Submitted to: Entomologia Experimentalis et Applicata
Publication Type: Peer Reviewed Journal
Publication Acceptance Date: 1/29/2008
Publication Date: 3/21/2008
Citation: Showler, A.T. 2008. Longevity and egg development of adult female boll weevils fed exclusively on different parts and stages of cotton fruiting bodies. Entomologia Experimentalis et Applicata. 127(2):125-132.
Interpretive Summary: Although it is known that cotton fruiting bodies (squares and bolls), particularly squares, induce boll weevil egg production while other parts of the cotton plant do not, the contributions of the inner reproduction portions of the fruiting bodies and the outer ‘rinds’ have not been determined. This study involved feeding rinds or inner reproductive portions of various sizes and ages of the fruiting bodies to adult female boll weevils to determine the extent to which each enabled gravidity and fecundity, and boll weevil longevity. Square reproductive portions and rinds (particularly rinds from large squares) enabled gravidity, but the rinds generally contributed less to fecundity than reproductive portions, and both portions supported boll weevils longer than a starvation diet, excluding the rind and reproductive portions of old, hardened bolls.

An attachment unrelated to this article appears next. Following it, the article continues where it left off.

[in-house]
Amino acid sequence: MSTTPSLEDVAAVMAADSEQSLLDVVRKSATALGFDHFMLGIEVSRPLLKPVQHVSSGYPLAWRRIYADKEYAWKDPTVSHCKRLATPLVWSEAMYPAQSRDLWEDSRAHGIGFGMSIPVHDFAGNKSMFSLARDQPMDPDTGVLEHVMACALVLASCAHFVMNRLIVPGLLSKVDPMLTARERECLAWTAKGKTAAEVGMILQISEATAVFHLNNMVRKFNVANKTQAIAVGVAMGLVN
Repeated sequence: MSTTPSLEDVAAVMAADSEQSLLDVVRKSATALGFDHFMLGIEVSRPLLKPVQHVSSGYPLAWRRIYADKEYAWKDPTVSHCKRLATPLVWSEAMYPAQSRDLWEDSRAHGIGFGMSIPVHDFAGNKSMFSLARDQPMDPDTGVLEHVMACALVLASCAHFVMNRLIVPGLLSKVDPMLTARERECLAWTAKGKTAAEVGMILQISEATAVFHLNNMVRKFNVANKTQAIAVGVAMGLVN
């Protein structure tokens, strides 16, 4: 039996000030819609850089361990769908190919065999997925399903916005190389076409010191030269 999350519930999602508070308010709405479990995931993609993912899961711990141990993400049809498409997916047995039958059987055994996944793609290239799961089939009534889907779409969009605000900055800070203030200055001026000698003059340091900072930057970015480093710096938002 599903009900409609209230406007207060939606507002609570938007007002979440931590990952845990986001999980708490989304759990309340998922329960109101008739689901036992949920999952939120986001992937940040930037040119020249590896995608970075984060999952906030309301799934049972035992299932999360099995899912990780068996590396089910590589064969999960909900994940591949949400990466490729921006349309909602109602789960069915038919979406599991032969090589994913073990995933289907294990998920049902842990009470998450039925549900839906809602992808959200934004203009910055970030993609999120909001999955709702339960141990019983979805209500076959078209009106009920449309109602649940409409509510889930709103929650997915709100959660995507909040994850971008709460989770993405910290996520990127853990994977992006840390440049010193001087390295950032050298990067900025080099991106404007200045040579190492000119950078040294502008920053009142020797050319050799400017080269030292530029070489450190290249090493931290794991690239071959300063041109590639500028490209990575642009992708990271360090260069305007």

Technical Abstract: The capacities of the external rind or internal reproductive portions of cotton, Gossypium hirsutum L., squares of various sizes (match-head, 2–3-mm-diameter; medium, 3.1–5.4-mm-diameter; and large, 5.5–8-mm-diameter) and bolls of various ages (post-bloom, 1–2-d after flower petal abscission; young, 5–10 d; and old, 3–5 wk) to influence adult boll weevil, Anthonomus grandis grandis Boheman, longevity and egg production were evaluated in laboratory assays. Although the reproductive portions of squares were expected to contribute the most toward enhancing boll weevil longevity (e.g., medium square reproductive portions: ~170 d weevil longevity), rinds also supported longevity to a substantial extent (~100 d), and to lesser degrees, the reproductive portions and rinds of post-bloom bolls and young bolls each supported adult boll weevils for longer than did a starvation diet. As anticipated, square reproductive portions contributed toward the weevil’s gravidity and fecundity, but this study also reports that a steady diet of rinds particularly from large squares enabled substantial gravidity and limited fecundity. Diets of rinds or reproductive portions of post-bloom bolls resulted in ~50% of female boll weevils becoming gravid with one or more chorionated eggs. Maintaining boll weevils on reproductive portions and rinds of old bolls did not enhance longevity or egg development. These findings further our understanding of boll weevil field ecology and offer clues about the relationships between boll weevil nutrition and reproduction.